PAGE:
After having my engine at one shop for five months waiting for them to do the engine machineing I took it to another shop Monday, who promissed it will be done within two weeks. Based on pulling standard pistons out of the engine, ordered 0.020 over ones for replacement. The engine shop call last night and told me that the engine had already been bored out 0.020 over and they were sure if 0.030 over pitons would do the trick. Some nut bar had rebuilt the engine years ago using the original pistons and 0.020 rings. The funny thing was that the engine compression was good, around 125 to 130 psi.
So today I purchased 0.030 and 0.040 pistons (return later which ever one donesn't get used) and made the hour drive to the machine shop and picked up the 0.020 pistons for return. I've also learned that I'm very happy that I did pull the engine from the first shop. Comparing what the new shop is going to do compared to the first one, the first one would have only done a half a$$ job.
Could it be that I'll have the GT back on the road for the first time in two years before the end of June?
It started out as an engine rebuild. I then figured I might as well paint the engine compartment while the engine was out.
About a week ago the grill came out because I could see some surface rust just behind the grill. Then I figured I really should take the front apron off in order to do a proper paint job around the grill openning, and of course that meant that the bumper had to come off. And since the bumper is off...
Last night I decided I wanted to install the headlamp gaskets that I bought years ago. When I removed the driver's side headlamp assembly I discovered a fair amont of rust around about half of the assembly mounting area.
Yesterday I finally got around to dropping of the block, head and crank shaft to my machinist and today I dropped off the valves, pistons and rods.
He's going to inspect the valves to see which ones can be reused and he'll be inspecting the rods for roundness and straightness.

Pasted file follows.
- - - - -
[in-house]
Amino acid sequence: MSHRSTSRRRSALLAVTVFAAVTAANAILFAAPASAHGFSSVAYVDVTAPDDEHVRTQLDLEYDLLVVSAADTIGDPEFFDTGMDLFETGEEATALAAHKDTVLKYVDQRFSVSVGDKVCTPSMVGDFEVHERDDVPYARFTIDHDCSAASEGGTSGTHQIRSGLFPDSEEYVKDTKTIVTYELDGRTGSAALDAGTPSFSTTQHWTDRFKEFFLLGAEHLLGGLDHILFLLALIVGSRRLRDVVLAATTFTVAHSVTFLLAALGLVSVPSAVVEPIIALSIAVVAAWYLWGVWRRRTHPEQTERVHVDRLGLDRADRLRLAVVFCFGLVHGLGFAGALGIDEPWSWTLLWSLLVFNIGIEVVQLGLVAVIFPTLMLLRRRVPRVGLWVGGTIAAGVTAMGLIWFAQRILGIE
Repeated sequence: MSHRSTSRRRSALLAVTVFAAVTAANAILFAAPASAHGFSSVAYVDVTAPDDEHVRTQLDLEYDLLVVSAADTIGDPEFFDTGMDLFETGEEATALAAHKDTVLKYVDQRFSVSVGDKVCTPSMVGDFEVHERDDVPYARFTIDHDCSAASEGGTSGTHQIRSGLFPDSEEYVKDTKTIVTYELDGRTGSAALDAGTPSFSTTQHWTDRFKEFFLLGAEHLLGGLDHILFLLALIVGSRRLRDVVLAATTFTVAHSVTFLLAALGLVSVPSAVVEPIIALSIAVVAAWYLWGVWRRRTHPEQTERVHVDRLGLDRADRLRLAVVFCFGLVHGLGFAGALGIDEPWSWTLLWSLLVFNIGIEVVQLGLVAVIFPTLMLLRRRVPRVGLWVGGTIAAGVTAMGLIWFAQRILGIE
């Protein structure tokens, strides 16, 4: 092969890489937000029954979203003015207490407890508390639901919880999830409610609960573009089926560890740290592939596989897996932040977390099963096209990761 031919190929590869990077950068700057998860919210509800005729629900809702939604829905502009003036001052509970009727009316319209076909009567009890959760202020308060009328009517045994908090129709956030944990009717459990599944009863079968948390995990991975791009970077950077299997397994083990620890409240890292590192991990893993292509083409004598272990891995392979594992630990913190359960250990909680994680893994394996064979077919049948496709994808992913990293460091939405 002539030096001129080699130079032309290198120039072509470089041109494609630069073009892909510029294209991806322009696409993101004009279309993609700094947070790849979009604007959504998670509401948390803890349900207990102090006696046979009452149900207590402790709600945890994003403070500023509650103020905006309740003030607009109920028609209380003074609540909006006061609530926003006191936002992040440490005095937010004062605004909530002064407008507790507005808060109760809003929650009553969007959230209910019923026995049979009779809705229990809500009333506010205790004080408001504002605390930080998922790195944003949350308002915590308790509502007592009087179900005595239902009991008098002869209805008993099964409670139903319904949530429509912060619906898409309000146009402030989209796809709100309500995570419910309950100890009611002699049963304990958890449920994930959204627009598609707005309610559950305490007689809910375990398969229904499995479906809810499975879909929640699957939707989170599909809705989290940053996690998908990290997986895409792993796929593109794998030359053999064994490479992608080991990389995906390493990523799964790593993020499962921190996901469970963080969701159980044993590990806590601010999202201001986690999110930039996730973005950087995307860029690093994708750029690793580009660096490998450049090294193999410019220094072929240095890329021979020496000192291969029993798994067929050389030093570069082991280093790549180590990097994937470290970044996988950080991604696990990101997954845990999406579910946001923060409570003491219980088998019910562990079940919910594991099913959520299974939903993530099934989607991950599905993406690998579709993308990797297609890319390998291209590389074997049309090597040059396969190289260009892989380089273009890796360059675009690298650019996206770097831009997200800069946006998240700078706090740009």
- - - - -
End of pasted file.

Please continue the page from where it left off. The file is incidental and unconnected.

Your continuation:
This guy works on engines as a hobby. He must have had 2 dozen engines sitting around the shop including a 30's vintage Olds V-8, a couple Chevy dragster engines, a Mini Cooper engine, and a few industrial Ford straight sixes. I think he's going to do a good job on my and his rates are reasonable.
I just finished stripping down the engine. I only found copper showing on two bearings. If I'm luck on the main journals will need to be ground down. I also found the cylinder walls to be in good condition; no scoring of the cylinder walls according to my finger nail. There is a perceivable bump at the the top of the cylinder wall. I'm not sure if that means that the cylinders will have to be bored out or just honed to remove the top ridge. Also, the cam shafts appears to be in very good condition to me; on obvious wear makes on the lobes. Considering that the engine has around 80,000 miles on it, I think it is in very good condition.
The B-series engine in my car isn't from a B; I believe it is actually out of a Marina. The engine number is 18V658M-L17025. Also, the "clock", or engine block casting date, located under the distributor, isn't like a B's either. Anyone know what the numbers on my block stand for?
Yesterday I pulled the engine out of the GT. I rented an engine hoist for pulling the engine since at the last Club meeting I couldn't find a member with a hoist.
I got the engine tilted so the transmission would come out and was raising the engine to clear the car when the engine stopped moving; the engine hoist had gone has high as it was going to and I still needed another foot before the engine would clear the grill. I was not expecting an engine hoist with inadequate lift height.
Fortunately, the Club was having an upholstry tech session so I hurried over hoping that there would be a different or bigger crowd that at the last meeting and some body would have or know someone with an engine hoist. And yes, someone did have a hoist that would work.
So the engine is now out, and the engine bay and engine power-washed clean. Monday I'll return the inadequate engine hoist.